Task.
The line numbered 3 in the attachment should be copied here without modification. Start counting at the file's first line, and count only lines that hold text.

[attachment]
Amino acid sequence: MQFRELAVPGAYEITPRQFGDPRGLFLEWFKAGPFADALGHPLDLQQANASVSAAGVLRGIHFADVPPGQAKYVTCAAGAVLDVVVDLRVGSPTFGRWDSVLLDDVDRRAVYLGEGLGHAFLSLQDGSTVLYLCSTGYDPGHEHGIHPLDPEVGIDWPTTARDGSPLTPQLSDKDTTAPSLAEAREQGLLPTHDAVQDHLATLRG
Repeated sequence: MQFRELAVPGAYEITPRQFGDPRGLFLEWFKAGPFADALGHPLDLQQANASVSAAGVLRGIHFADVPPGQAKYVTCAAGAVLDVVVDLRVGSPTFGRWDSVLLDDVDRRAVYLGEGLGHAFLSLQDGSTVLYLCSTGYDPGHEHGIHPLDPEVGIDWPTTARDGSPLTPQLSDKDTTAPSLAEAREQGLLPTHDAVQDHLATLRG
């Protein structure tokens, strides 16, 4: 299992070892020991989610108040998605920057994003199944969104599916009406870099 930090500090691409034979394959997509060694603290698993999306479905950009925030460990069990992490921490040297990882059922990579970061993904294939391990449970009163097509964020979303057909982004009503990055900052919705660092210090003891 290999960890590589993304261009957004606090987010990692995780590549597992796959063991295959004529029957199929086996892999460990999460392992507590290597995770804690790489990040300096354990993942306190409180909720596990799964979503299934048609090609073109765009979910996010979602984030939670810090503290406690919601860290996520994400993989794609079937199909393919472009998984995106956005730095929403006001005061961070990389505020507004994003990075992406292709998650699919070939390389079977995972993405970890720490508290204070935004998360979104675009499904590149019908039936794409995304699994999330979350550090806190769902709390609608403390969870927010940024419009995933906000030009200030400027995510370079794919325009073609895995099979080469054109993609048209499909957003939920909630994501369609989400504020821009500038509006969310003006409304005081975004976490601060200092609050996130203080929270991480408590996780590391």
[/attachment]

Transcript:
């Protein structure tokens, strides 16, 4: 299992070892020991989610108040998605920057994003199944969104599916009406870099 930090500090691409034979394959997509060694603290698993999306479905950009925030460990069990992490921490040297990882059922990579970061993904294939391990449970009163097509964020979303057909982004009503990055900052919705660092210090003891 290999960890590589993304261009957004606090987010990692995780590549597992796959063991295959004529029957199929086996892999460990999460392992507590290597995770804690790489990040300096354990993942306190409180909720596990799964979503299934048609090609073109765009979910996010979602984030939670810090503290406690919601860290996520994400993989794609079937199909393919472009998984995106956005730095929403006001005061961070990389505020507004994003990075992406292709998650699919070939390389079977995972993405970890720490508290204070935004998360979104675009499904590149019908039936794409995304699994999330979350550090806190769902709390609608403390969870927010940024419009995933906000030009200030400027995510370079794919325009073609895995099979080469054109993609048209499909957003939920909630994501369609989400504020821009500038509006969310003006409304005081975004976490601060200092609050996130203080929270991480408590996780590391």